US Former Secretary of State Condoleezza Rice said on Tuesday that the timing of President Trump’s proposed talks with the Taliban at Camp David was “not ideal.”
“I probably would’ve chosen another venue, particularly this week as we look tomorrow to the anniversary of 9/11,” Rice, who formerly worked for President George W. Bush, told Fox News.
Trump said Saturday he intended to hold a secret meeting with Taliban representatives at Camp David, but called it off due to the Taliban’s role in a deadly bombing in Kabul last week that killed a U.S. soldier.
As per Fox News report, Rice said that the president’s cancellation of the talks “was a good decision.”
“I’m frankly relieved because I think all of the signs were that the Taliban was not serious about an agreement that was acceptable to us,” she said, adding that the Taliban was unlikely to make “guarantees” about keeping terrorists out of the country.
Rice said “all wars have to end” and she doesn’t mind Trump’s use of “personal diplomacy” when it comes to foreign affairs, but she said such meetings must be thoroughly planned.
“It looks to me as if this one wasn’t quite there,” she said.
“Americans are tired of some of the responsibilities, but frankly there’s no one but the United States” to maintain stability in Afghanistan, Rice said. A recent poll by Pew Research Center found that a majority of Americans do not believe that the conflicts in Iraq and Afghanistan were worth the costs.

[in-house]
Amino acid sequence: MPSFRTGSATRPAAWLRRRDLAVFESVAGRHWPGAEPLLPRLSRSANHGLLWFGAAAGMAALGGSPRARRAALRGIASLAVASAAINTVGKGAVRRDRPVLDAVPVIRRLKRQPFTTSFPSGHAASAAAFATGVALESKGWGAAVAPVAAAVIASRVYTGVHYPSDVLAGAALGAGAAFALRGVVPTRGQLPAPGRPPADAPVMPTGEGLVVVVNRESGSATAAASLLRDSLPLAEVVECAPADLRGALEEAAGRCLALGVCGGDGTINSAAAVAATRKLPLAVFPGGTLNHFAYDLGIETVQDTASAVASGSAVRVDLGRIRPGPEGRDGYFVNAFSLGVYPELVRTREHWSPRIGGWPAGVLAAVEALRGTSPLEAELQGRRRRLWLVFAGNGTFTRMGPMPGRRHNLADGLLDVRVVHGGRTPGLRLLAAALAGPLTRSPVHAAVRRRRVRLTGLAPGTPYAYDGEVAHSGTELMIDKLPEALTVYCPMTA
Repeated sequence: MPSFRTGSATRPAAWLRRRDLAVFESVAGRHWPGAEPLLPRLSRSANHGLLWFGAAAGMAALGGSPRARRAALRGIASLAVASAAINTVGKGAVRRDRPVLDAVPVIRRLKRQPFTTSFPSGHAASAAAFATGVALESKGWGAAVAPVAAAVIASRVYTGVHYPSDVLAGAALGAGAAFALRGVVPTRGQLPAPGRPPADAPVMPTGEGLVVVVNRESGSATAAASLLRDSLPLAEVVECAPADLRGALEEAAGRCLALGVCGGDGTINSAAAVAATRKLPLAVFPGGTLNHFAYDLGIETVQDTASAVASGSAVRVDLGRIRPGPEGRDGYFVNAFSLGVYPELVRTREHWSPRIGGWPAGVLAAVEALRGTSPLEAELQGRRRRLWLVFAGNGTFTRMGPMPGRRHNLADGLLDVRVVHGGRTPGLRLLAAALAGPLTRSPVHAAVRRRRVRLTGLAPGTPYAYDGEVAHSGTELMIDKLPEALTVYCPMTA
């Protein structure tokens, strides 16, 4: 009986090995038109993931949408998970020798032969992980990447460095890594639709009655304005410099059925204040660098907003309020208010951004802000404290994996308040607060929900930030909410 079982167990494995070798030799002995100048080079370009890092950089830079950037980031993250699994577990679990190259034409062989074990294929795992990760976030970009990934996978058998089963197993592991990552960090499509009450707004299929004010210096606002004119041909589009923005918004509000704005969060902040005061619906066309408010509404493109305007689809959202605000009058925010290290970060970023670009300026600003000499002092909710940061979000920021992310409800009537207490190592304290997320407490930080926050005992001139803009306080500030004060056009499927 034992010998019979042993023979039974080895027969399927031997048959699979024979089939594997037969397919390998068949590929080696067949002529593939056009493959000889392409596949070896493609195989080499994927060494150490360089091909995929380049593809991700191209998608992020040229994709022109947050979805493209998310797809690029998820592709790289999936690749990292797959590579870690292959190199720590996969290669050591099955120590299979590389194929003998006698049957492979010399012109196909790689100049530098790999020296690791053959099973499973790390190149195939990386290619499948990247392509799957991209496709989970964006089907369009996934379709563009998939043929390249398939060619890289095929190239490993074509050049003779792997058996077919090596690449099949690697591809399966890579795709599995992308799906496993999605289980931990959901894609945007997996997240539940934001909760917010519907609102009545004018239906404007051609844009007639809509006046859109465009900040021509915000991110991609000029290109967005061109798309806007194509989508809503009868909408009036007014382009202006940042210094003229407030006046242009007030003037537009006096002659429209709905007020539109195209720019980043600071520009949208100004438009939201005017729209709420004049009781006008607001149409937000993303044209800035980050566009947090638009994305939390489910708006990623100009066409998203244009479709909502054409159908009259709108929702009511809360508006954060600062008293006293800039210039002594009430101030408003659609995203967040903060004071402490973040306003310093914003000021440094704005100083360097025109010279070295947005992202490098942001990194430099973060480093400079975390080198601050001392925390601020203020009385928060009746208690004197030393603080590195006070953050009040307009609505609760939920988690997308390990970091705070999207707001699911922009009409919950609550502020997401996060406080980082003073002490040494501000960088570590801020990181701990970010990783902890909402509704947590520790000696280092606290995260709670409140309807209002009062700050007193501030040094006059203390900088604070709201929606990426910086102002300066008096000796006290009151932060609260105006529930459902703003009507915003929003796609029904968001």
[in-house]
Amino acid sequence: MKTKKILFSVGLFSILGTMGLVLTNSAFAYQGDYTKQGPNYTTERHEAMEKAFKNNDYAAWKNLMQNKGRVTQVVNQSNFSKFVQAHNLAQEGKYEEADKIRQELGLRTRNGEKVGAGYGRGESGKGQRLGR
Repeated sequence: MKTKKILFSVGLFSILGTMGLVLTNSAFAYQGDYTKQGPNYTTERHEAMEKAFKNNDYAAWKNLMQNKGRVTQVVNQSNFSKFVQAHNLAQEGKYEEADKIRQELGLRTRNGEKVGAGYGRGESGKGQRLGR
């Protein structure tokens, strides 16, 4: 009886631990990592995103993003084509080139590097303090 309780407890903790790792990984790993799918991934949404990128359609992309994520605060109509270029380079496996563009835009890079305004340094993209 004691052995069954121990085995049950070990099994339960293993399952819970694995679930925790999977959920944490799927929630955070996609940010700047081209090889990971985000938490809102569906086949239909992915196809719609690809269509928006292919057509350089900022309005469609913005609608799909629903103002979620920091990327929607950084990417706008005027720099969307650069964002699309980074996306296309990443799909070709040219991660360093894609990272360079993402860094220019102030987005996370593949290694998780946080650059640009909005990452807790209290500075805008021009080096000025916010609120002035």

The Trump announcement came a day after the U.S. envoy negotiating with the Taliban, Zalmay Khalilzad, completed two days of meetings in Qatar with Taliban lead negotiator Mullah Abdul Ghani Baradar and the commander of U.S. forces in Afghanistan, Gen. Scott Miller.
On Monday, Khalilzad said an agreement had been reached “in principle” to begin a U.S. troop withdrawal and only needed Trump’s approval.
Khalilzad has said the first 5,000 U.S. troops would withdraw from five bases in Afghanistan within 135 days of a final deal. Between 14,000 and 13,000 troops are currently in the country.
But the Taliban, at their strongest since their defeat in 2001 after a U.S.-led invasion, want all of the approximately 20,000 U.S. and NATO troops out of Afghanistan as soon as possible.